From James Lyle
Manchester Augt. 18. 1800
I was favord with a letter before you left Philadelphia; since that, I have not had the pleasure of hearing from you.
In order that you may see how matters stand between you and our Company I have made out a statement, which I now enclose, & hope on examining, you will find right. if any error, you will of course notice it. You will observe the first second & third bonds are paid, & part of the fourth, of this last there remained £99.3.8¾ principal with Interest from Novr. 12. 1798 due, also the fifth and sixth bond, besides that for your Mothers debt. I have never been able to get payment from Coll. John Bolling (now decd) for the bond you put into my hands for R Harvie. Colo. Bollings sons assured me they are proposing to pay off all the Debts the Estate owed.
I was sorry to see by your last letter that you lost so much by not selling your Tobo. before the price fell. Yet on the whole I think you made the most of it; by selling at Phila.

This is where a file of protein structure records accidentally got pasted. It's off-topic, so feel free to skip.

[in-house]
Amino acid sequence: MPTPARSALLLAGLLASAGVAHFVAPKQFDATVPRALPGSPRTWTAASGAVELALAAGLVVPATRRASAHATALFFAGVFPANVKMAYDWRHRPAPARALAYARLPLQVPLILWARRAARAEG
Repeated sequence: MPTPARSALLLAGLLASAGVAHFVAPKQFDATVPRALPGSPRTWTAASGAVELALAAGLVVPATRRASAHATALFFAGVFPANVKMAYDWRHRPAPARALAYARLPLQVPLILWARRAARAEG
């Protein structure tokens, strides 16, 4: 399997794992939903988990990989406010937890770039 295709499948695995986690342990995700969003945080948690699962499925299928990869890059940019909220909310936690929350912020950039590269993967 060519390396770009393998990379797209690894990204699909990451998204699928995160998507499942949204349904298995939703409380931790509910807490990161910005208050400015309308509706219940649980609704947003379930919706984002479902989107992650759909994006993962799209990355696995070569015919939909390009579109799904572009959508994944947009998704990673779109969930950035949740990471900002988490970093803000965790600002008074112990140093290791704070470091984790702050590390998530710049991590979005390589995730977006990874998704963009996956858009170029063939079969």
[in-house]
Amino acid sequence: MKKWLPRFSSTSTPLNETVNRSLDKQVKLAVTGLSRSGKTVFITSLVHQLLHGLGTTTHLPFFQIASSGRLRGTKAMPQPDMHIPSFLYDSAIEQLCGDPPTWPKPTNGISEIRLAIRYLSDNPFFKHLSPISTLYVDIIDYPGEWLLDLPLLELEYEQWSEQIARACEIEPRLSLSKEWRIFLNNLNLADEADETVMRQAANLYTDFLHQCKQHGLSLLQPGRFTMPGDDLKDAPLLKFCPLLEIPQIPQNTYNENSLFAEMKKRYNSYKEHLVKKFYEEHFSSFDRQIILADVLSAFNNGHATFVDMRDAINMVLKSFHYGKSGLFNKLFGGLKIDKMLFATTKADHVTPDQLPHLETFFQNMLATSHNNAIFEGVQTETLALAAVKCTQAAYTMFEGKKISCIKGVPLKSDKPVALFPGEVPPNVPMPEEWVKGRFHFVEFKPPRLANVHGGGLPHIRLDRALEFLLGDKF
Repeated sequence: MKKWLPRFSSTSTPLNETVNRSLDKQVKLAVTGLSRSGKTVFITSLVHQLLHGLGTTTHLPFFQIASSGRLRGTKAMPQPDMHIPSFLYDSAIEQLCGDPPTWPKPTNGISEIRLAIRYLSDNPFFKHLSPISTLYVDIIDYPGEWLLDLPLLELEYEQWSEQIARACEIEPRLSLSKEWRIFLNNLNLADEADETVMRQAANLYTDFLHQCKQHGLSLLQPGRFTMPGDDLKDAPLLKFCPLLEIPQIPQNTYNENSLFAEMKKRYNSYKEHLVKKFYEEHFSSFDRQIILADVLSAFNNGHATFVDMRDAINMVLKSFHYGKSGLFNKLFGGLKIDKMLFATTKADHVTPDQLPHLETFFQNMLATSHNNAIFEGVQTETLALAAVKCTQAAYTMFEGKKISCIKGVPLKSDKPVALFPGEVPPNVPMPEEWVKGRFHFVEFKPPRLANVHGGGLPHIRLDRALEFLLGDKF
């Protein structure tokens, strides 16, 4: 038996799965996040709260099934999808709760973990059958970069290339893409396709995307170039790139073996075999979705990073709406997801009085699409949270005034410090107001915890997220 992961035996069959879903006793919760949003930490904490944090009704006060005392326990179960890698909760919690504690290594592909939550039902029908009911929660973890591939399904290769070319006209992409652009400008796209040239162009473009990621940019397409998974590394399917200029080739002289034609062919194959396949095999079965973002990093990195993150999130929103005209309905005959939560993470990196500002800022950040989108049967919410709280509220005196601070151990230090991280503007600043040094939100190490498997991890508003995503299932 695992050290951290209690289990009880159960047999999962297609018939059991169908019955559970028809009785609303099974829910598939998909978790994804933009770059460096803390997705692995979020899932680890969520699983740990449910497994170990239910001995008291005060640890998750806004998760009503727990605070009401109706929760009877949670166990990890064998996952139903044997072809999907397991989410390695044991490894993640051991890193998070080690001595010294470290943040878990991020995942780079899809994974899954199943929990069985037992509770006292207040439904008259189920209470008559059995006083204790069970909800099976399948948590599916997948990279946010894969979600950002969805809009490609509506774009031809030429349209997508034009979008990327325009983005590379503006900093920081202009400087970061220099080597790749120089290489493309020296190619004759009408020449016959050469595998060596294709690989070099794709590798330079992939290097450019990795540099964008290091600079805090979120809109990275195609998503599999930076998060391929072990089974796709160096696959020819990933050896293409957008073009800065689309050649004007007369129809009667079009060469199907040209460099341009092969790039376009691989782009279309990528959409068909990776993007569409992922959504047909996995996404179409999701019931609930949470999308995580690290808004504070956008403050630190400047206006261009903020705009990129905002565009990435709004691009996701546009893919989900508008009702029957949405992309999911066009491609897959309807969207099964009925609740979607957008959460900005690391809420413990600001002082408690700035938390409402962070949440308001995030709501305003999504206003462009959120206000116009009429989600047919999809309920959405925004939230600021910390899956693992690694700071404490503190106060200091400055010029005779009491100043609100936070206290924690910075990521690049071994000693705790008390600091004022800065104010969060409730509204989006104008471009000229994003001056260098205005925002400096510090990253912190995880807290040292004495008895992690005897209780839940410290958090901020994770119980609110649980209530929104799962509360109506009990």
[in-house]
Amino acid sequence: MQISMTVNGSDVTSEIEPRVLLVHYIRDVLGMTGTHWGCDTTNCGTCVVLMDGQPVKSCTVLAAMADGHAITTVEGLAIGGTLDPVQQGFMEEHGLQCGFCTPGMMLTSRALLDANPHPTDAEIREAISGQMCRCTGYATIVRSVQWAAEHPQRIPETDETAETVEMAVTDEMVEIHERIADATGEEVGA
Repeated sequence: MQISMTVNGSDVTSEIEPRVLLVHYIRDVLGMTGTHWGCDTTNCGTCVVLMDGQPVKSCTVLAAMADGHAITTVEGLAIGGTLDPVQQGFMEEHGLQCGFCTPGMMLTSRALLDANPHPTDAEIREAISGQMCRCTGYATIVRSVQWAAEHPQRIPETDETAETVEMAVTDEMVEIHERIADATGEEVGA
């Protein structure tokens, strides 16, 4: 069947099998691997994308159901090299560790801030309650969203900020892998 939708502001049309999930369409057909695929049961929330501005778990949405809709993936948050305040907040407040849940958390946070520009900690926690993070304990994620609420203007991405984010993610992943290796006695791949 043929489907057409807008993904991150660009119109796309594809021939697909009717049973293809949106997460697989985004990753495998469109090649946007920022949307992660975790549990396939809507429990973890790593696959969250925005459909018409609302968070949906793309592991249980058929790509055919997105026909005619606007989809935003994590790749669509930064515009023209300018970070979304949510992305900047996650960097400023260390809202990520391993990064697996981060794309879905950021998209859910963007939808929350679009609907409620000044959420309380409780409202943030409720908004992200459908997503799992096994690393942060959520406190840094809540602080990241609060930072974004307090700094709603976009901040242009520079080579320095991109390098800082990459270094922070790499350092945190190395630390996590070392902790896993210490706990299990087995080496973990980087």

I have Just now recd. an order from Christr. Clark for £29.12—which will be brot. to your Credit
I am with great Regard Dear Sir Your Mo hml st
RC (MHi); at head of text: “The Honl. Thomas Jefferson Esqr.”; endorsed by TJ as received 28 Aug. and so recorded in SJL. Enclosure not found.
For TJ’s payments on his debt to Henderson, McCaul & Co., the firm Lyle represented, see Vol. 29:202–4. TJ questioned the accuracy of the 1775 bond of Richard Harvie, which included an amount from TJ’s mother to him that was later assigned to Henderson, McCaul & Co. Although the amount was reduced in 1803 to £132.12.0 principal and TJ made payments toward it, the debt was never paid in full during TJ’s lifetime (MB description begins James A. Bear, Jr., and Lucia C. Stanton, eds., Jefferson’s Memorandum Books: Accounts, with Legal Records and Miscellany, 1767–1826, Princeton, 1997, The Papers of Thomas Jefferson, Second Series description ends , 1:393, 751).